May 23, 2024

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Harrow on AI’s discrimination

Harrow on AI’s discrimination

Artificial Intelligence (AI) can easily address social and health inequalities. But there are ways to adjust the algorithms. Researchers proposed possible solutions at the last annual meeting of the American Association for the Advancement of Science (AAAS) in Washington in early March.


Maintenance cost…

In 2019, American researchers published Science A great example of the risks of using AI in health and, at the same time, the solutions to this problem. “It’s a common situation with AI,” said Emma Pearson, a computer scientist at Cornell Tech, a graduate institution at Cornell University in New York. »

Photo from Cornell Tech website

Emma Pearson is a computer scientist at Cornell Tech

The problem in America is that whites are more likely to have good insurance and therefore have access to care. Adjusted for cost distortion, the proportion of privileged black patients increased from 18% to 47%.

Emma Pearson is a computer scientist at Cornell Tech

… and gout pain

Mme Pearson has published himself on AI disruptions in healthcare. issue in 2021 Natural Medicine, he showed that AI analysis of x-ray images of the knee well replicated pain reports of osteoarthritis patients in whites, but not in blacks. “The less educated and poorer patients also had an underestimation of the severity of their arthritis,” says Ms.me Pearson. This reduced their access to knee surgery. However, in this case, the fix for the AI ​​algorithm is not obvious.

Data base

One of the big problems is that the databases used to train AI programs have distortions with respect to society. “Often, whites are overrepresented in clinical trials,” says Ms.me Pearson. Lance Waller of Emory University in Atlanta, who organized the AAAS session, says clinical trials often involve healthy people. “We want to avoid interfering with drug-related data, background noise that prevents it from having statistical power,” says Waller, who specializes in correcting distortions in health databases. “We see the same problem with the use of AI in human resources. If AI is used for the initial skimming of applicants for a position in a predominantly male organization, women may automatically be left behind. We’ve even seen situations where keywords like “task completion” are overused on male CVs. »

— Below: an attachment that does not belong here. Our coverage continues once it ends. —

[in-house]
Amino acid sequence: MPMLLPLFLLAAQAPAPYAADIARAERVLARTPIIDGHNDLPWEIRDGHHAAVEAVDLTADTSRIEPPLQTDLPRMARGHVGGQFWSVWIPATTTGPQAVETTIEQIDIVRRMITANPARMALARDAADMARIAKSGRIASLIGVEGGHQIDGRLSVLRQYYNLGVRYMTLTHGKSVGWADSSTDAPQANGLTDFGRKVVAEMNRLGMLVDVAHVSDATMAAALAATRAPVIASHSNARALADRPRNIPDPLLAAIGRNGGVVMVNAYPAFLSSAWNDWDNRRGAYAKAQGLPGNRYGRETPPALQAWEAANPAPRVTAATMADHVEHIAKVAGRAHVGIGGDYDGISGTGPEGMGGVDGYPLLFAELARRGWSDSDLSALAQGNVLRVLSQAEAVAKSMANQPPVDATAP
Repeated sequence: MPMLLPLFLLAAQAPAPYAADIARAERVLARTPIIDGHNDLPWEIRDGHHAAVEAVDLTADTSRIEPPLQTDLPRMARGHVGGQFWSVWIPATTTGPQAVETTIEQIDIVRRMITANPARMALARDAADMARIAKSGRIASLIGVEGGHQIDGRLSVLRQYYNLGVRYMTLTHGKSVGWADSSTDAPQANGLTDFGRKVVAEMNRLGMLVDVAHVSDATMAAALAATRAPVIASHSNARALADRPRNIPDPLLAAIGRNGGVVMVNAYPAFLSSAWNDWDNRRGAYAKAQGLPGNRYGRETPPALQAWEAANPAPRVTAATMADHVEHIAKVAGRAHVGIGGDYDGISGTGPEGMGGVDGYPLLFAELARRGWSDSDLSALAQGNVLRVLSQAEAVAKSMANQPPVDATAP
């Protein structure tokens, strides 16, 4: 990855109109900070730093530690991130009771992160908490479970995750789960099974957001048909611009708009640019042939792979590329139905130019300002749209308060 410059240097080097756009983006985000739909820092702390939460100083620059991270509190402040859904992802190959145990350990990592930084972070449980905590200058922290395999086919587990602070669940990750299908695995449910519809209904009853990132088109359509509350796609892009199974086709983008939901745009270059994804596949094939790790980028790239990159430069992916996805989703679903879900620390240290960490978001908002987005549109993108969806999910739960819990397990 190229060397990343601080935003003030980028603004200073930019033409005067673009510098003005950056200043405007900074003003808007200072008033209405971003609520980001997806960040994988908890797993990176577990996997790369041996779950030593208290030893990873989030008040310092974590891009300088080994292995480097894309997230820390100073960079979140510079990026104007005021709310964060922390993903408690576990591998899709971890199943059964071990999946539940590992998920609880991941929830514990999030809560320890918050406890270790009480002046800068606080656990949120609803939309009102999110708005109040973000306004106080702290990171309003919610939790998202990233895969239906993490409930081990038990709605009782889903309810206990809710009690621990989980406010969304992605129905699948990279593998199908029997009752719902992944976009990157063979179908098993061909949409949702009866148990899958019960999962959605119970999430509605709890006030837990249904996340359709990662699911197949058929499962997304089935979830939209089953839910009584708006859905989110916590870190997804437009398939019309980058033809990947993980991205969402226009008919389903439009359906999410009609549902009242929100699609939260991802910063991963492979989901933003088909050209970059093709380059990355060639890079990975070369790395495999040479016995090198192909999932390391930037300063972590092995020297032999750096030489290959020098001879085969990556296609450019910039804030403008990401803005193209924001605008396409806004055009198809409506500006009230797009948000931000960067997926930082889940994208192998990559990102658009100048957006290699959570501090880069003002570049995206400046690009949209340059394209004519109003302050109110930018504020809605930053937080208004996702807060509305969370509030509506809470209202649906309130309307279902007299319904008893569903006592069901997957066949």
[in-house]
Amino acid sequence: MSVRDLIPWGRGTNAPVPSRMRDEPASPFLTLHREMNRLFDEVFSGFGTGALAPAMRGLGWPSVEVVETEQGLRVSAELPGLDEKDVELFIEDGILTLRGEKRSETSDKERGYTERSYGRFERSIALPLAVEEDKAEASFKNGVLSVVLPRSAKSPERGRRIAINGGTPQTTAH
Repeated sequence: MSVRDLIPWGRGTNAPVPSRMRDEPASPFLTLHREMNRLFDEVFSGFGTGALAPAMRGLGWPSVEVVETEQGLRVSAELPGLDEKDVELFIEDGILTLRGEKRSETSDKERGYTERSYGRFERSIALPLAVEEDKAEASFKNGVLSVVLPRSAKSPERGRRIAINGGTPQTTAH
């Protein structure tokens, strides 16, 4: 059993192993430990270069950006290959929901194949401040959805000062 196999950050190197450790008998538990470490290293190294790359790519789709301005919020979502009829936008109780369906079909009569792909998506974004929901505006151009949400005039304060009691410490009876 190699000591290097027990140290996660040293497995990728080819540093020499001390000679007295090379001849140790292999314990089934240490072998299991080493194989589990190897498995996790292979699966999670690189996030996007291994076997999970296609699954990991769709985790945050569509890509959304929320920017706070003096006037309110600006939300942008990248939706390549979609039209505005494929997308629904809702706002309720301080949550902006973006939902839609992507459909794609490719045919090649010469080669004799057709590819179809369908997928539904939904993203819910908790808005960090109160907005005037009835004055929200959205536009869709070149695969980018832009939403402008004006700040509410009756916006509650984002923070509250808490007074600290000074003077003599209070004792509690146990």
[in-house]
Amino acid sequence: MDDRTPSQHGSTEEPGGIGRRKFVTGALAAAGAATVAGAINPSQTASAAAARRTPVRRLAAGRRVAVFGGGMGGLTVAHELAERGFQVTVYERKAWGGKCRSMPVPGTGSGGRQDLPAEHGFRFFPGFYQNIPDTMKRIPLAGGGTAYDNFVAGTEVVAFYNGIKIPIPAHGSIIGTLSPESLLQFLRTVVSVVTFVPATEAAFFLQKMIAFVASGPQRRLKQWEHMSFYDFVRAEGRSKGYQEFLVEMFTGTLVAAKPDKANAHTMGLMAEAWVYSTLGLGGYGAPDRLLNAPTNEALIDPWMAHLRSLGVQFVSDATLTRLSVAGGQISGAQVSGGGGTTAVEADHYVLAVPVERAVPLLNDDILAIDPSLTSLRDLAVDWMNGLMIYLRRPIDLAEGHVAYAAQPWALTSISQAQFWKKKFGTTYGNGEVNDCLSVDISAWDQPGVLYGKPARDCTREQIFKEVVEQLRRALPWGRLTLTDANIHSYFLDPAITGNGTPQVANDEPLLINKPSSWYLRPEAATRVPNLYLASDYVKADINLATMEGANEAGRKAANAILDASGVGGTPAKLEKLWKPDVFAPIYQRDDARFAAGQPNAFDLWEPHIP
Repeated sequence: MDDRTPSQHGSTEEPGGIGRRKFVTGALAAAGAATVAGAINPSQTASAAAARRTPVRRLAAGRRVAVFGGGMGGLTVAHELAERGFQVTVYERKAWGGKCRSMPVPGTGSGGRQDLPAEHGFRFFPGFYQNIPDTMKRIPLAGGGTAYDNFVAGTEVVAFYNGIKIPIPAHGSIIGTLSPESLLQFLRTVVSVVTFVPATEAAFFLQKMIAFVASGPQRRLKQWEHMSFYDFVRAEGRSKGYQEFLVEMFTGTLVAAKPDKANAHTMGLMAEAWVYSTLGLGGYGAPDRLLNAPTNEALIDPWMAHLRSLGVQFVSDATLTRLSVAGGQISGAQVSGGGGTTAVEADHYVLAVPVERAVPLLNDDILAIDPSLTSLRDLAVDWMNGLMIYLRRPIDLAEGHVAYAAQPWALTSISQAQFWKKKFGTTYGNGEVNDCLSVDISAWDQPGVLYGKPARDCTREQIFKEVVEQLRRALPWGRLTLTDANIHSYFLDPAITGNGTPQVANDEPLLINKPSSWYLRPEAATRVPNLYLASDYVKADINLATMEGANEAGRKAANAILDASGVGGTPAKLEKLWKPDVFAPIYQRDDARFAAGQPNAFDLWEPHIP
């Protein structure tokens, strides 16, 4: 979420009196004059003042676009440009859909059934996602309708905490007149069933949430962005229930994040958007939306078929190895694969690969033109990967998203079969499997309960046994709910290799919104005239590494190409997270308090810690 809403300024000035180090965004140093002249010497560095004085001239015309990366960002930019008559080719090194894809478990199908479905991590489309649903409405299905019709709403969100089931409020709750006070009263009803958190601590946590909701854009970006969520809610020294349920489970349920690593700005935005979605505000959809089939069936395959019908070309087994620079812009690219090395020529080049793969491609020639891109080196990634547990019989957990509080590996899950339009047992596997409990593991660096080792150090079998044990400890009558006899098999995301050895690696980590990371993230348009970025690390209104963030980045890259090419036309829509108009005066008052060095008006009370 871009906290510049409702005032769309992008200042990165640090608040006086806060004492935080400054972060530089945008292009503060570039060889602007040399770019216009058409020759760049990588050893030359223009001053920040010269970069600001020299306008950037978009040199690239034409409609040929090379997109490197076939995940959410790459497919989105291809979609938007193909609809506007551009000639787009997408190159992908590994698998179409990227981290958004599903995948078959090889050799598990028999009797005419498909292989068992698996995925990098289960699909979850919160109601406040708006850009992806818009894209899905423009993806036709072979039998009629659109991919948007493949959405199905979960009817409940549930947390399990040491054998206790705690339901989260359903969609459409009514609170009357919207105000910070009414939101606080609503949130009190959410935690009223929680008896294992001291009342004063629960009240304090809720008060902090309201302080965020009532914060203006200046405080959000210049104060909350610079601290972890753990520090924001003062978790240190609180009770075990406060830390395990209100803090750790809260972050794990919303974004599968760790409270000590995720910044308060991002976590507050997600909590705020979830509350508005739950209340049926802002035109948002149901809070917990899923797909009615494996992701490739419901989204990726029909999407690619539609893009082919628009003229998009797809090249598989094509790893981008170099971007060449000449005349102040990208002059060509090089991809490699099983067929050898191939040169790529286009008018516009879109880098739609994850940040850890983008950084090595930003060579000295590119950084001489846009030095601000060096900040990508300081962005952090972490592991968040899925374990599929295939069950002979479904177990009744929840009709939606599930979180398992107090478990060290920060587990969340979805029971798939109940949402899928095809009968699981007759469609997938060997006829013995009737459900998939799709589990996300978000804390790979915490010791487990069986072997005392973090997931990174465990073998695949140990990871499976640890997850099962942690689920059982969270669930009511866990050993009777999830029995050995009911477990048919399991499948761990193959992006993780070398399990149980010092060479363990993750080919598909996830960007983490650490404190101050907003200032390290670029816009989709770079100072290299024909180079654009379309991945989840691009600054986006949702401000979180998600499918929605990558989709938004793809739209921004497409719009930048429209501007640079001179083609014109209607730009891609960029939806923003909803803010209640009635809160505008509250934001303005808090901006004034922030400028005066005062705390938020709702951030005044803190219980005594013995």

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custody

Photographic pictures

Forensic methods must take into account the sensibilities of the population that may be targeted by the police.

Police databases are particularly problematic, said Megan Price, president of the Human Rights Data Analysis Group (HRDAG) in San Francisco. “Certain types of crime are favored by the police, and certain neighborhoods, too,” Mr.me Price in his presentation. Efforts should be made to include the feelings and experiences of people who are often overlooked or over-targeted by the police in forensic algorithms. This may introduce distortions into AI’s assessment of recidivism risk, for example. » Mme Price is not against AI. “We used it to find mass graves of people executed as part of the war against drug traffickers in Mexico. »

Social websites

A possible solution to these database distortions is the use of AI to discover databases that have been overlooked by researchers. “One of my colleagues at Cornell Tech, Tanseem Chaudhary, is using AI to detect markers of certain diseases in social media posts,” says Mr.me Pearson. This is a great example of using AI to counter AI weaknesses. » The People Aware Computing Lab at Mme Chowdhury’s publications include diagnosis using “digital biomarkers”, social media keywords, mental fatigue, schizophrenia, persecution complex, chronic pain, anxiety and psychosis.

AI in the Third World

Photo from Harvard University website

Milind Tambe is a computer scientist at Harvard University and director of Google’s AI for Social Good program

Another session at the AAAS conference was very enthusiastic about the use of AI in healthcare. “I understand concerns about systemic inequalities in rich countries, but in many developing countries, and even among marginalized populations in industrialized countries, AI is already showing great promise,” said speaker Milind Tambe, a computer scientist at Harvard University and director of AI at Google. For social good projects. She cites the example of a program aimed at providing health information to poor mothers in India. “AI helped predict which mothers are at risk of dropping out of the program. We visit them at home to provide them with a personalized follow-up. »

Learn more

  • 50%
    Proportion of pharmaceutical companies planning to invest in AI in 2023

    Source: Pharmaceutical Technology

    60%
    Percentage of Americans who are uncomfortable with the idea of ​​their doctor using AI for their care

    Source: Pew Research Center

  • 3
    Number of AI algorithms approved by the FDA in radiology in 2017

    Source: Goldman Sachs

    66
    Number of AI algorithms approved by the FDA in radiology in 2022

    Source: Goldman Sachs